(this is part of an occasional series of essays on clustering: for all posts in this topic, click here)
We've seen two generic methods for determining the number of clusters in a data set thus far:

the elbow method, and the

ROC-curve/diminishing returns method. Now I want to talk about a more "dynamic" approach to identifying the number of clusters in a data set.

These ideas center around a 'simulated annealing' view of the clustering process. Imagine, if you will, a set of highly excited atoms all bouncing around in a state in which all are indistinguishable. If you now start cooling the atoms, they will start falling into local energy traps over time. If the cooling is done on the right schedule, the atoms will find a minimum energy configuration at each temperature, all the way down to absolute zero, where each atom is in its "own state", so to speak.

What does this have to do with clustering ?

The setup works something like this. Imagine a "soft" clustering assignment of points to clusters (where each point assigns a fraction of its membership to each cluster). We can write down the distortion D associated with this clustering by computing the weighted distance of each point from the various cluster centers. We'd also like the clustering to be more or less deterministic, so we can introduce a penalty team for the level of disorder in the clustering (usually captured by the conditional entropy H associated with the assignments of points to clusters).

Now we want to minimize the distortion subject to some constraint on the entropy, so in good old Lagrangian form, we write down a function of the form

F = D - TH

where T is a Lagrange parameter and F is the overall function to be minimized.

But here's the kicker. You can think of F as the free energy of a statistical ensemble, where D represents its energy, and H represents its entropy, and T is the "temperature" of the system. The T=0 limit captures the idea that distortion is all that matters, and so each point is assigned a cluster of its own. The "T large" limit prioritizes the entropy over the distortion, encouraging us to place all points in a single cluster.

So the annealing process corresponds to minimizing F while decreasing T steadily. It turns out, using magic from the realm of statistical physics, that for any temperature T, the probability of assigning point x to cluster y is proportional to exp(-d(x,y)/T), and as T decreases, the probability of assigning a point to any cluster except the very nearest one decreases dramatically.

All of this is very fascinating, and provides a "smooth landscape" in which to understand how points get assigned to (soft) clusters. Much of the work I'm exploring right now is in trying to understand the space of soft clusterings of data. But that's a digression.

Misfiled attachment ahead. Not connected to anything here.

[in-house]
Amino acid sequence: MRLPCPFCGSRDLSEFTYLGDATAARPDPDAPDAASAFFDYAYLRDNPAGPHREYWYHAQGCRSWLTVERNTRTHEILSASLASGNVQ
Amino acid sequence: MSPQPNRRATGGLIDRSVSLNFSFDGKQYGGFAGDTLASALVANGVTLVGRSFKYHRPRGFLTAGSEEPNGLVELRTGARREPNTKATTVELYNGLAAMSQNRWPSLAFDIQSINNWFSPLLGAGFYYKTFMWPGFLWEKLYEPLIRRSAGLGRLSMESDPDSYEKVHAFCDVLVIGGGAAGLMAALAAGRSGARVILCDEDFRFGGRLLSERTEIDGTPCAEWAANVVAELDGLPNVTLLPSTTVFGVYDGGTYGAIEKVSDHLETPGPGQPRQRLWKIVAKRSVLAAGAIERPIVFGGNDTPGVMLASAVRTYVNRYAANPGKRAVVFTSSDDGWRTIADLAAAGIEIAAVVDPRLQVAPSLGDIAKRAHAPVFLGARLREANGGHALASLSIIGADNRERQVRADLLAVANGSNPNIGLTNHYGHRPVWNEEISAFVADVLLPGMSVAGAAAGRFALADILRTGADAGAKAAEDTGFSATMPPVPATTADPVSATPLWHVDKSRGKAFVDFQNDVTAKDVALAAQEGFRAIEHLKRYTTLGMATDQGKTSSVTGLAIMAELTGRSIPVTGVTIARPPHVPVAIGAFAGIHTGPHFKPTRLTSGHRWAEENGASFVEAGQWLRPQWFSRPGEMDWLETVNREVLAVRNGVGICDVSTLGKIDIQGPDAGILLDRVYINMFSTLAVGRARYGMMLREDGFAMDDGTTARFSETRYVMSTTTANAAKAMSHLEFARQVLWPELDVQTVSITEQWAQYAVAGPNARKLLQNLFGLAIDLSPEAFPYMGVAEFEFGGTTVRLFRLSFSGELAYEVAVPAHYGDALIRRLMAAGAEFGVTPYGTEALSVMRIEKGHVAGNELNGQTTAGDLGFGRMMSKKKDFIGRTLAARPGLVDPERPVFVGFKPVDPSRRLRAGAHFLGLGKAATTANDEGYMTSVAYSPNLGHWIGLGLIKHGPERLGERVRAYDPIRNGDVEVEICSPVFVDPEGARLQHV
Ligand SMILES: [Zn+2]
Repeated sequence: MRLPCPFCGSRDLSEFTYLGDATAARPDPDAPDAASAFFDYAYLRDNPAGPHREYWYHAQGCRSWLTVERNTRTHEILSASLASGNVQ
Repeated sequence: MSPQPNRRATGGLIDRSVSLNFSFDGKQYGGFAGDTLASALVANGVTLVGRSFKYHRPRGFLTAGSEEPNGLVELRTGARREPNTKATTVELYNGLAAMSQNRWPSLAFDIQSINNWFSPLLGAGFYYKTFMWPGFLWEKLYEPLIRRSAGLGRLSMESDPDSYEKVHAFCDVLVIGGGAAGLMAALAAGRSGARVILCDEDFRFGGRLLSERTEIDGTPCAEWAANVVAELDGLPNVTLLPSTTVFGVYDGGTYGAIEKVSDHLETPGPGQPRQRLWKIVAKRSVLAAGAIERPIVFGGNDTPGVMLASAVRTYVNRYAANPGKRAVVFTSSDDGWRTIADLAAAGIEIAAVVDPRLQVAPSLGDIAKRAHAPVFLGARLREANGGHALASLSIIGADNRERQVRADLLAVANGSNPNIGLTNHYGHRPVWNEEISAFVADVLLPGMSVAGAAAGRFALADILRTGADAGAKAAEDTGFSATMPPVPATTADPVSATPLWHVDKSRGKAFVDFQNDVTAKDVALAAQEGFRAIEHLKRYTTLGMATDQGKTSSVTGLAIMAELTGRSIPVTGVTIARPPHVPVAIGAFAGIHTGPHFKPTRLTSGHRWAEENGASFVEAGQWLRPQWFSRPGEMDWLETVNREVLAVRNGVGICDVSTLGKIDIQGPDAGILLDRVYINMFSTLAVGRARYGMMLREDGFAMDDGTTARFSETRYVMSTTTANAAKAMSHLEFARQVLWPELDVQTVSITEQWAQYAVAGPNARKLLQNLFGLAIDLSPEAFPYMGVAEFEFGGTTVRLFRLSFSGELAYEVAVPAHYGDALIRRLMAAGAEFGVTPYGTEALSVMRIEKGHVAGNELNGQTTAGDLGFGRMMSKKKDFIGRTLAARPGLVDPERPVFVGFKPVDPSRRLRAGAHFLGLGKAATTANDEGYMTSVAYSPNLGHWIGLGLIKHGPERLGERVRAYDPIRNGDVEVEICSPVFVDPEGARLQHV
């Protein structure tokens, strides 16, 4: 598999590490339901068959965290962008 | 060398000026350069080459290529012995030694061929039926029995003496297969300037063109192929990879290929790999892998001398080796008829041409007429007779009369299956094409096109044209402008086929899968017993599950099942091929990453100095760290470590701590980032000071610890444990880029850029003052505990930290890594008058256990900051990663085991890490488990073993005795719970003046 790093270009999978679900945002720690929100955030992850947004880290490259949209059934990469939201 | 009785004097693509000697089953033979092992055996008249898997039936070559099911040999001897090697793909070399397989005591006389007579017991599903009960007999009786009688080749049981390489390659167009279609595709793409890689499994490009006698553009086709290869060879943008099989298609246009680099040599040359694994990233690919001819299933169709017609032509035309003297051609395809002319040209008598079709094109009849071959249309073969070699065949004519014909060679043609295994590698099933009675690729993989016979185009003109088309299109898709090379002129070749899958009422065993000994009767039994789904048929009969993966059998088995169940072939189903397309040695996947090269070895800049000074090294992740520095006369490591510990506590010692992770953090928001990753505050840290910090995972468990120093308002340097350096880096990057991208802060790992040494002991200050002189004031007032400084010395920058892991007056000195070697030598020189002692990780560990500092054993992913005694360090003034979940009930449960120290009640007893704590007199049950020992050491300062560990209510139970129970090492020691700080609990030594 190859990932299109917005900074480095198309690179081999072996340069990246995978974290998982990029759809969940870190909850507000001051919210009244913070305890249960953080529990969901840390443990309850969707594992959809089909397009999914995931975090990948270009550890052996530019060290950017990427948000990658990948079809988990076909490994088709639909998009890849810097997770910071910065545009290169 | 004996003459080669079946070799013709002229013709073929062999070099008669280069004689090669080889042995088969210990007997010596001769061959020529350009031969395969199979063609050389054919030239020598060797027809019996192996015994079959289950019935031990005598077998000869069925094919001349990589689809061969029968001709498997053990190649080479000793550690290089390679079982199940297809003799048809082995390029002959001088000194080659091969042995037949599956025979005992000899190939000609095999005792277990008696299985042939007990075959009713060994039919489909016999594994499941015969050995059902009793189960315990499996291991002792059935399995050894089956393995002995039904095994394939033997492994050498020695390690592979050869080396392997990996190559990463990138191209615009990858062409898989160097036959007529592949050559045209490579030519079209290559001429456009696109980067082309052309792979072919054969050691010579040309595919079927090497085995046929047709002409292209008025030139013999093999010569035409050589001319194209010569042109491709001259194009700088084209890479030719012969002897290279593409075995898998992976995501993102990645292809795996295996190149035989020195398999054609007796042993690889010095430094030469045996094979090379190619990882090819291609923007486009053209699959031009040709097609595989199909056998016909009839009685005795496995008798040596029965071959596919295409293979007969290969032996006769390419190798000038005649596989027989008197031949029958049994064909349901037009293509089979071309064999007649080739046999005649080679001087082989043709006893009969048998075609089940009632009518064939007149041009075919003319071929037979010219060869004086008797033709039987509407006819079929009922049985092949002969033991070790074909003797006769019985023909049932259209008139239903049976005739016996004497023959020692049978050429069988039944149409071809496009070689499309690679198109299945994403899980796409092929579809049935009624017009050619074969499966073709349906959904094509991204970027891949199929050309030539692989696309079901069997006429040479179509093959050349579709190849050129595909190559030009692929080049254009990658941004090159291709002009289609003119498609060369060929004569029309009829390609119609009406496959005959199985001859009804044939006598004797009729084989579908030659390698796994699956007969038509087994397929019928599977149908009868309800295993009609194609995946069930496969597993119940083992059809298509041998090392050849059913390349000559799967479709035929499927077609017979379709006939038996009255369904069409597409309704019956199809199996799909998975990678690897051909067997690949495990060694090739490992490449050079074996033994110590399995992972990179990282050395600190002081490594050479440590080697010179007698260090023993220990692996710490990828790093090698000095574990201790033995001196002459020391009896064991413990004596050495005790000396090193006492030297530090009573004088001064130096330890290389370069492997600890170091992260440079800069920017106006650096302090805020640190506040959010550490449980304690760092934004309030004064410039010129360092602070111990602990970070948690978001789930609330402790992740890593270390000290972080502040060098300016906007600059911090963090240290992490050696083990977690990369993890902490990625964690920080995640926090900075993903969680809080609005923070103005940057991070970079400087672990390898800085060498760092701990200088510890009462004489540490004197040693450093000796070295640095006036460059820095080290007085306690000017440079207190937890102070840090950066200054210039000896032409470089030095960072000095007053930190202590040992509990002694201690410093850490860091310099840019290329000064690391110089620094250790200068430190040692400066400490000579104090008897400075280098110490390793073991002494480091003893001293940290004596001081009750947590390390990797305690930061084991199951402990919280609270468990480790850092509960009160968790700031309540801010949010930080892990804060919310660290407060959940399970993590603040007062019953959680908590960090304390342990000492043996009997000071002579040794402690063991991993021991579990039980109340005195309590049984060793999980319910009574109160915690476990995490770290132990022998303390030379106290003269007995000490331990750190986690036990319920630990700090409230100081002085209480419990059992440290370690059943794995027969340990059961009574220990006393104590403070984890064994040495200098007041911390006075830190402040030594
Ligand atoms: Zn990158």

What's really interesting is that if you look at the evolution of the probabilistic assignments, you start seeing phase transitions. As T starts off high, all the points are in the same cluster. At a specific temperature T, a phase transition occurs, and the data starts splitting (based on the assignments) into more than one cluster.

How can you tell when this happens ? Here's a very elegant technique, first proposed by Kenneth Rose in his work on

deterministic annealing. In the high-T regime, where every point is in the same cluster, the cluster center location can be computed by solving a simple convex optimization. As the process evolves, the positive definite matrix defining the optimization starts losing its positive definiteness, till some point when one of its eigenvalues goes to zero. This point can be computed analytically, and yields a specific temperature value at which the first clusters start to emerge.

Kenneth Rose has some nice examples illustrating this behaviour. As time goes one, more and more phase transitions start to appear, as more and more clusters start to emerge. What you end up with is a hierarchy of clusterings that end with the trivial clustering where all data lie in separate clusters.

This idea has been developed further with the

information bottleneck method, which replaces both the distortion and entropy terms by terms involving the mutual information of the assignments. The free energy paradigm works the same way, although now the phase transition points can't be computed analytically (I'll have more to say about the information bottleneck method)

What's entirely weird is that the phase transitions still happen (and I want to stress this point), data sets will split up into different numbers of clusters at the same transition point !

We wrote a paper a few years ago that proposes a particular "temperature" to look for phase transitions in, and lo and behold, we were able to recover the "correct" number of clusters from planted data sets by watching the data split at this point. I'm still not sure why this happens, but it was quite interesting, and yielded one way of identifying "natural clusters" in the data.

Phase transitions and the like are the coin of the realm in bifurcation theory. While a proper understanding of this area is well beyond my skill level, there has been recent work on trying to analyze the information bottleneck from a bifurcation theory perspective, specifically by trying to isolate and classify the different kinds of critical points that emerge in a bifurcation diagram of the clusters as the temperature changes. Albert Parker of the University of Montana

wrote a Ph.D thesis on this topic, and I'd love to understand his work better.

Coming up next: Clustering as compression - the information bottleneck and kolmogorov complexity.